"When we get outside of our regular environment, whether for a long vacation or even a short getaway, we have the opportunity to 'push pause' and mindfully reset," says Dr. Manly, of my instinct to return to yoga and restart this former wellness practice with my travel to Barbados.

The specifics of my locale made it especially easy to do so, too. For starters, there was the spacious balcony, seemingly beckoning to me with its calming ocean view. This time of year, the sun also rises earlier and sets earlier in Barbados than it does in New York, which allowed me to wake up with ease and excitement at 5:30 or 6 a.m. each day—leaving plenty of time for a few flows before the day's activities would begin.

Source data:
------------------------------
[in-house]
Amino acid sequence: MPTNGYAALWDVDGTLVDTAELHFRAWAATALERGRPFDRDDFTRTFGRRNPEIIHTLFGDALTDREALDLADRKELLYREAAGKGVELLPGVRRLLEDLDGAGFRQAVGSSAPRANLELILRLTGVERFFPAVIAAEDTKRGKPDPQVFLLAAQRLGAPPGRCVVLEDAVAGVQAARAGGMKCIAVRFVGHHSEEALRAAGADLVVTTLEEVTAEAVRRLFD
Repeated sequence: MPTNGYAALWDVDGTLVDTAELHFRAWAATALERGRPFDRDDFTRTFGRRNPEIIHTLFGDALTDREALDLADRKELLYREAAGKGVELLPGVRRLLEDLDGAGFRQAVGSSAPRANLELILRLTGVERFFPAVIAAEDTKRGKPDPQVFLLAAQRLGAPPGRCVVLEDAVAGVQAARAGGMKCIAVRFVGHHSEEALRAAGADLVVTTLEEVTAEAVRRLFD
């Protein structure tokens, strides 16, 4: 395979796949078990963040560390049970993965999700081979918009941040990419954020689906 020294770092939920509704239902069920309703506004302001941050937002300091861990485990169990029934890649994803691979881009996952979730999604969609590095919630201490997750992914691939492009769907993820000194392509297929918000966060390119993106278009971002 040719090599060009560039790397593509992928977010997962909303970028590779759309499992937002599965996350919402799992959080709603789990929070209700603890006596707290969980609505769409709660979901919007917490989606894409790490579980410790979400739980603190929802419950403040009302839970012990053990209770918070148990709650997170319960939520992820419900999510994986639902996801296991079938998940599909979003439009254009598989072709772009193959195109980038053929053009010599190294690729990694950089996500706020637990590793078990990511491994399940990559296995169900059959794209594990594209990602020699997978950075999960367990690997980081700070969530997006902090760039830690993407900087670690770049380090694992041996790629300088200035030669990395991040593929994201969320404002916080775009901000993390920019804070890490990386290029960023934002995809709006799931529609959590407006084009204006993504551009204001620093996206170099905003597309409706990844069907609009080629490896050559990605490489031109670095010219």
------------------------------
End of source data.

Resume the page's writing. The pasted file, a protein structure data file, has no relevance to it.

In this setting, starting each day with yoga didn't feel like a chore; just the opposite, it was incredibly grounding, putting me in a clear state of mind that then allowed me to get the most out of all the activities on my agenda. As I moved through the asanas each morning, I felt such gratitude for where I was and what my body could do. It's a feeling that's stuck with me in the weeks since I left O2 and has continued to inspire my weekly wellness routine.

Psychologically, that makes sense, according to Dr. Manly. "When we mindfully embrace time away as an opportunity to create even the smallest of wellness-boosting routines, it’s far easier to implement these positive changes when we return home," she says.

How to maintain a travel-inspired wellness habit at home